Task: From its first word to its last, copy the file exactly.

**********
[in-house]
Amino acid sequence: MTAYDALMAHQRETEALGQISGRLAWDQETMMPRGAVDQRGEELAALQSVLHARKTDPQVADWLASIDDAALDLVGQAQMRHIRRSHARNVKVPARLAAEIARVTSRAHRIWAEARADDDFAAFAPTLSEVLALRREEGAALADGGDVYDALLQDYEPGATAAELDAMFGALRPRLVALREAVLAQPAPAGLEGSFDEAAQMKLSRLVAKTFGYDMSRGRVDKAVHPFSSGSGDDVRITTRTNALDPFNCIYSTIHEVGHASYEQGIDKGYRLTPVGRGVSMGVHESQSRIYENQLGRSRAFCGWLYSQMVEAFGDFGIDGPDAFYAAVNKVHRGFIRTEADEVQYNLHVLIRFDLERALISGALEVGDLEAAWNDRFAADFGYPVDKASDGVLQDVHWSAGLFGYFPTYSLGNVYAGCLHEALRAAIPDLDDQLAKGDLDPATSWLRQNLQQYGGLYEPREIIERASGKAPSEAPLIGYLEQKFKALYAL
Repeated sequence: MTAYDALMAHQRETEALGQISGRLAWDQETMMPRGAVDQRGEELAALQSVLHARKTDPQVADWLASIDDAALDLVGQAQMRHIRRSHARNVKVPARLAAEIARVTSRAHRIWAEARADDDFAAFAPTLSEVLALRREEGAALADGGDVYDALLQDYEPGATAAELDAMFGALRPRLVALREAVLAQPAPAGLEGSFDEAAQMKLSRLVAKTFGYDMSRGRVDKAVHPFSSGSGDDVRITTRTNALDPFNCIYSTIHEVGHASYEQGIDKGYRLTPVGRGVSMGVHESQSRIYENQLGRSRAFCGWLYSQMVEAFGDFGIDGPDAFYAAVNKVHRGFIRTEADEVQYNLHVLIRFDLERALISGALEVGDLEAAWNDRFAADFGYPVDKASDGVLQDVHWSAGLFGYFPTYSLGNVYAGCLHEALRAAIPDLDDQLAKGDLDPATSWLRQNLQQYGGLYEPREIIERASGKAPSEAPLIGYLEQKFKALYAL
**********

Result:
[in-house]
Amino acid sequence: MTAYDALMAHQRETEALGQISGRLAWDQETMMPRGAVDQRGEELAALQSVLHARKTDPQVADWLASIDDAALDLVGQAQMRHIRRSHARNVKVPARLAAEIARVTSRAHRIWAEARADDDFAAFAPTLSEVLALRREEGAALADGGDVYDALLQDYEPGATAAELDAMFGALRPRLVALREAVLAQPAPAGLEGSFDEAAQMKLSRLVAKTFGYDMSRGRVDKAVHPFSSGSGDDVRITTRTNALDPFNCIYSTIHEVGHASYEQGIDKGYRLTPVGRGVSMGVHESQSRIYENQLGRSRAFCGWLYSQMVEAFGDFGIDGPDAFYAAVNKVHRGFIRTEADEVQYNLHVLIRFDLERALISGALEVGDLEAAWNDRFAADFGYPVDKASDGVLQDVHWSAGLFGYFPTYSLGNVYAGCLHEALRAAIPDLDDQLAKGDLDPATSWLRQNLQQYGGLYEPREIIERASGKAPSEAPLIGYLEQKFKALYAL
Repeated sequence: MTAYDALMAHQRETEALGQISGRLAWDQETMMPRGAVDQRGEELAALQSVLHARKTDPQVADWLASIDDAALDLVGQAQMRHIRRSHARNVKVPARLAAEIARVTSRAHRIWAEARADDDFAAFAPTLSEVLALRREEGAALADGGDVYDALLQDYEPGATAAELDAMFGALRPRLVALREAVLAQPAPAGLEGSFDEAAQMKLSRLVAKTFGYDMSRGRVDKAVHPFSSGSGDDVRITTRTNALDPFNCIYSTIHEVGHASYEQGIDKGYRLTPVGRGVSMGVHESQSRIYENQLGRSRAFCGWLYSQMVEAFGDFGIDGPDAFYAAVNKVHRGFIRTEADEVQYNLHVLIRFDLERALISGALEVGDLEAAWNDRFAADFGYPVDKASDGVLQDVHWSAGLFGYFPTYSLGNVYAGCLHEALRAAIPDLDDQLAKGDLDPATSWLRQNLQQYGGLYEPREIIERASGKAPSEAPLIGYLEQKFKALYAL